He had five proposals for a plan of attack: increase the influx and production of Italian Bibles and evangelical books in Venice, send Protestant students who were eager to learn the language and evangelize, find a local person willing to coordinate the efforts, plant a French church under the protection of the ambassador of the Low Countries, and create diplomatic relationships between Venice and the Protestant German states.
Some of these suggestions began to be implemented. Even Henry IV, King of France, showed his interest in this proposal. Eventually, however, this dream vanished for a variety of reasons. The Roman Catholic Church lured the Venetian authorities with an attractive compromise, Sarpi moved slowly, the church authorities intercepted an incriminating letter by Diodati (forcing the named individuals to withdraw their participation to his pursuit), and King Henry was murdered by a Roman Catholic fanatic.
Diodati at Dordt
Diodati’s reputation preceded him at Dordt, where his opinions were welcomed. He particularly impressed the assembly with his speech on the perseverance of the saints. As his compatriot Girolamo Zanchi, he was convinced that, when God begins a good work in believers, he brings it to completion (Phil. 1:6) purely because of His faithfulness (2 Tim. 2:13).
It wasn’t by any means a new doctrine (the Canons of Dordt recognized God had “most abundantly revealed [it] in his Word”), but it had never been formally included and examined in a Reformed confessional document. It was also one of the most pastoral heads of doctrine, helping Christians to deal with the perplexing contradiction between a desire to obey God and the “remains of indwelling sin” – a contradiction Arminius had tried to deny.
Diodati was also part of a drafting committee who worked seven or eight hours a day for three weeks. Overall, he was one of the hard-liners who admitted no toleration of the Arminian doctrine. At the same time, he emphasized the need to avoid bitter partisanship, work toward unity, and maintain a pastoral approach toward the Remonstrants who were sincerely looking for the truth. While he doctrinally agreed with Francis Gomarus (a disciple of Zanchi), he denounced his combative spirit. He communicated this peace-making attitude even in his speech on perseverance. “I believe I have sweetened a little the vexed spirits of the previous, sour polemics,” he wrote Turretin.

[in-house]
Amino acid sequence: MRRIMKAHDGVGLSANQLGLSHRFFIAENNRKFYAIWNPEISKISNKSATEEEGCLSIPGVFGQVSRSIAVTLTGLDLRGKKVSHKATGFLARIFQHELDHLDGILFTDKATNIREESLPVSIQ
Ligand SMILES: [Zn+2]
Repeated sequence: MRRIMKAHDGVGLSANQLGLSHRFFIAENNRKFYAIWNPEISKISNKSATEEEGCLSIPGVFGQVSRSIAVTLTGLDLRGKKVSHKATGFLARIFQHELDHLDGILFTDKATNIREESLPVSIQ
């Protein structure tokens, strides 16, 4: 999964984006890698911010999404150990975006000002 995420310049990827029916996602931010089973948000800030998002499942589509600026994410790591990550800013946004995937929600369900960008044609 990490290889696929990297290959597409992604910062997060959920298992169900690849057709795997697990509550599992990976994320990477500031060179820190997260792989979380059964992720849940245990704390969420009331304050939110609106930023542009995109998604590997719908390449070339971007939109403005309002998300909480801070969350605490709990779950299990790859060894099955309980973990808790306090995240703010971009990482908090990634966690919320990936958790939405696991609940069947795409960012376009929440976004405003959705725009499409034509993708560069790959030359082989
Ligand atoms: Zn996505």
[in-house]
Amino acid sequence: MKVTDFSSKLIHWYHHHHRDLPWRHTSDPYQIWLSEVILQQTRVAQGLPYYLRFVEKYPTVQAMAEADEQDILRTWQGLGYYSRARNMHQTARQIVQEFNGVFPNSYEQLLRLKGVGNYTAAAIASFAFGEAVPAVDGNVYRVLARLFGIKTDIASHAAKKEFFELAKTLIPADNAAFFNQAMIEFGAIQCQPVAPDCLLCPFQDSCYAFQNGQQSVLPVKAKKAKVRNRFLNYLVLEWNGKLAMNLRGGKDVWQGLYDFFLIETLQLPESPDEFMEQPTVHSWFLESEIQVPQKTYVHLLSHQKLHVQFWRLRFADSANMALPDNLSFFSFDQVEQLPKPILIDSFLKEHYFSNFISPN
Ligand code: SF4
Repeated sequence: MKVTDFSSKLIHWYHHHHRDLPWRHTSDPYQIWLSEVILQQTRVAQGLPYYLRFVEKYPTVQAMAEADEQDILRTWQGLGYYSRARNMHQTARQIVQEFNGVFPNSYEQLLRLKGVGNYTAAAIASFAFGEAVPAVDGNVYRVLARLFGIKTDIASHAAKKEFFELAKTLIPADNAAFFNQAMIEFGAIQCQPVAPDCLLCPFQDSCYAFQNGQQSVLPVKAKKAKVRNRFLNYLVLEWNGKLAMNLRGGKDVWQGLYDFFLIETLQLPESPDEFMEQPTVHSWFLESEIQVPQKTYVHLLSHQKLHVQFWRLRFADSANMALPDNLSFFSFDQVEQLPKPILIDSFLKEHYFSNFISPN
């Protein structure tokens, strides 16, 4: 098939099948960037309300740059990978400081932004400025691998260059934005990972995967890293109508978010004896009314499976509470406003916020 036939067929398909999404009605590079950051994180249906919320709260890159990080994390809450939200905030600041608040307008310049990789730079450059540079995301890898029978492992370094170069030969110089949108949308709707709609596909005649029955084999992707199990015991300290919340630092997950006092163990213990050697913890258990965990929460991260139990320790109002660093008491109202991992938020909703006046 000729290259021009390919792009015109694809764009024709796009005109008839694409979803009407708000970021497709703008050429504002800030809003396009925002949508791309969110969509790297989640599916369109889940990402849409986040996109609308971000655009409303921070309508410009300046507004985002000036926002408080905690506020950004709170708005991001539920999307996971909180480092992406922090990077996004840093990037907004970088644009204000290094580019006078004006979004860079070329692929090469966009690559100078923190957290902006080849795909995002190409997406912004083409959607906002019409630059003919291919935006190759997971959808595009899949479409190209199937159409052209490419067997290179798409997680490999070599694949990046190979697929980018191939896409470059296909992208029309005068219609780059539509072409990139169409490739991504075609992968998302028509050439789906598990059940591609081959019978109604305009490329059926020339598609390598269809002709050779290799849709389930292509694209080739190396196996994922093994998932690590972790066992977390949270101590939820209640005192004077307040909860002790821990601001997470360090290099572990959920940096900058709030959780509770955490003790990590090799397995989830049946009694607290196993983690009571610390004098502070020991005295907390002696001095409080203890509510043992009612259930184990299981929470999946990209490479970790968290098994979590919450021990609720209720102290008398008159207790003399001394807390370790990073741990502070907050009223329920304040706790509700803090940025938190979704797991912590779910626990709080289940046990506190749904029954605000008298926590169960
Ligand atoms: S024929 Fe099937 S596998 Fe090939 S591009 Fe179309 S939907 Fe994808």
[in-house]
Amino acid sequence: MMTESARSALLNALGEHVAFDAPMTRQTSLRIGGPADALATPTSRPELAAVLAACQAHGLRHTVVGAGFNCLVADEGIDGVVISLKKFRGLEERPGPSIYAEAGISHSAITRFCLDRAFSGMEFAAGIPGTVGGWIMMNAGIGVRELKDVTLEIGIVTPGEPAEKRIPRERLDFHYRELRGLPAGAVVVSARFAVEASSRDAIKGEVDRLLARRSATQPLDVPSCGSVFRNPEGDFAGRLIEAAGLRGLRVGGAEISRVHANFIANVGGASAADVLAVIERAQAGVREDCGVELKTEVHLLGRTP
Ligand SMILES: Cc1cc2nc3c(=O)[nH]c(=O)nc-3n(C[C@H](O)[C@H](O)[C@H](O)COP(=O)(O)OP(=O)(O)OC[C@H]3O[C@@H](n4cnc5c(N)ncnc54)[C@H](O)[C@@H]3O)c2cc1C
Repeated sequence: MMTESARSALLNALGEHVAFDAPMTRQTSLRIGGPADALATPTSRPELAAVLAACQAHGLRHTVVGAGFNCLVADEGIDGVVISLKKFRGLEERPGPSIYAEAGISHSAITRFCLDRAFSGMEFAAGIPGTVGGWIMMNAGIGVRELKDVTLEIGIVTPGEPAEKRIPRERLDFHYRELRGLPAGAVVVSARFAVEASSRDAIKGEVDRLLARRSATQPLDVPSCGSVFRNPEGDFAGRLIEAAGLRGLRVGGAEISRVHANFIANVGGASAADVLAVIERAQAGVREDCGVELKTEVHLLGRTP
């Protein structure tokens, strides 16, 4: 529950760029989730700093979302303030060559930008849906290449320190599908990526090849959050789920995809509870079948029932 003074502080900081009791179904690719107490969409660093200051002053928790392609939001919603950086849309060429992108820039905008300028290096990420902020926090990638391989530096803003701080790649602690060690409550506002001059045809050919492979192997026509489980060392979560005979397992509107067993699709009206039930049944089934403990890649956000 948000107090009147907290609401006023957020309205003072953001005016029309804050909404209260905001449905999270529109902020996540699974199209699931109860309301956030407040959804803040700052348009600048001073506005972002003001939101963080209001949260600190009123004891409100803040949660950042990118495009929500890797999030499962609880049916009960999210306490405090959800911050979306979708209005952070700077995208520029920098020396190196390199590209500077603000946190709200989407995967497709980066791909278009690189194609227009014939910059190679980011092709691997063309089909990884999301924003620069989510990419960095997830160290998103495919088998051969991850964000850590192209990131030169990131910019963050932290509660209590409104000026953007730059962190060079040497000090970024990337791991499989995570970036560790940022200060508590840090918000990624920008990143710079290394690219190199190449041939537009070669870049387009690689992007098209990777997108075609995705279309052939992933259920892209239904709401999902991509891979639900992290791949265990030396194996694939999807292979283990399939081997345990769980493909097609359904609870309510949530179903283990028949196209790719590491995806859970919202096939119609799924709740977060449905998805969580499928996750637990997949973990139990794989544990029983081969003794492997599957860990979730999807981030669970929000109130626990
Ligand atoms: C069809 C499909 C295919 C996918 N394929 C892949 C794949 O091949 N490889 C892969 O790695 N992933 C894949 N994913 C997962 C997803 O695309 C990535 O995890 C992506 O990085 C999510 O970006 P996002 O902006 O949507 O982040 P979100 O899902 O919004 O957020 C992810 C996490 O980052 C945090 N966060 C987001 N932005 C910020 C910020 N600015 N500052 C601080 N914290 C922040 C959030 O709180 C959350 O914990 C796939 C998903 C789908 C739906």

He also emphasized the need to keeping both the debates and the drafts free of academic terminology and applied this conviction to his speech. Thanks to Diodati and other like-minded participants to the Synod, the resulting Canons of Dordt were written in a pastoral, simple language that can be easily understood.
While at Dort, he preached in different settings, including the court of Maurice of Nassau, who invited him to teach at the University of Leiden (Diodati refused). He was also able to make useful connections, to share with others his experiences as Bible translator, and to accomplish his diplomatic mission for the City of Geneva.
Today, Diodati lives on for his translation of the Bible into Italian (particularly his 1641 edition), which was extensively used by Italians abroad as well as smuggled into Italy (where it was repeatedly confiscated and destroyed until 1870, the end of the pope’s temporal power). A new version was printed in 1991 (although a 1911 translation by the Swiss-Italian Giovanni Luzzi has the advantage of taking into account new textual discoveries).
In his day, Diodati’s translation of Sarpi’s History of the Council of Trent was equally popular. His translation of the Bible in French, however, was not as welcomed, mostly because the Jesuits used it to deride Protestants for their abundance of Bible translations. Convinced of the validity of his work, he financed the publication, ending his life in 1649 in poverty and debt.
While Diodati’s participation at Dordt was only a short episode in his life, today his intervention is appreciated as one of the reasonable voices that helped the Synod to reach a successful theological compromise while preserving the essential teachings of the Protestant Reformation.
~ Simonetta Carr
 Eugenio de Budé, Vita di Giovanni Diodati, Claudiana, Florence, 1870, p. 30 (my translation).
 Quoted in Nicolas Fornerod, “A Reappraisal of the Geneval Delegation,” in Aza Goudriaan and Fred van Lieburg, eds., Revisiting the Synod of Dordt, Koninklijke Vrill NV, Leiden, The Netherlands, 2011, p. 206 (my translation).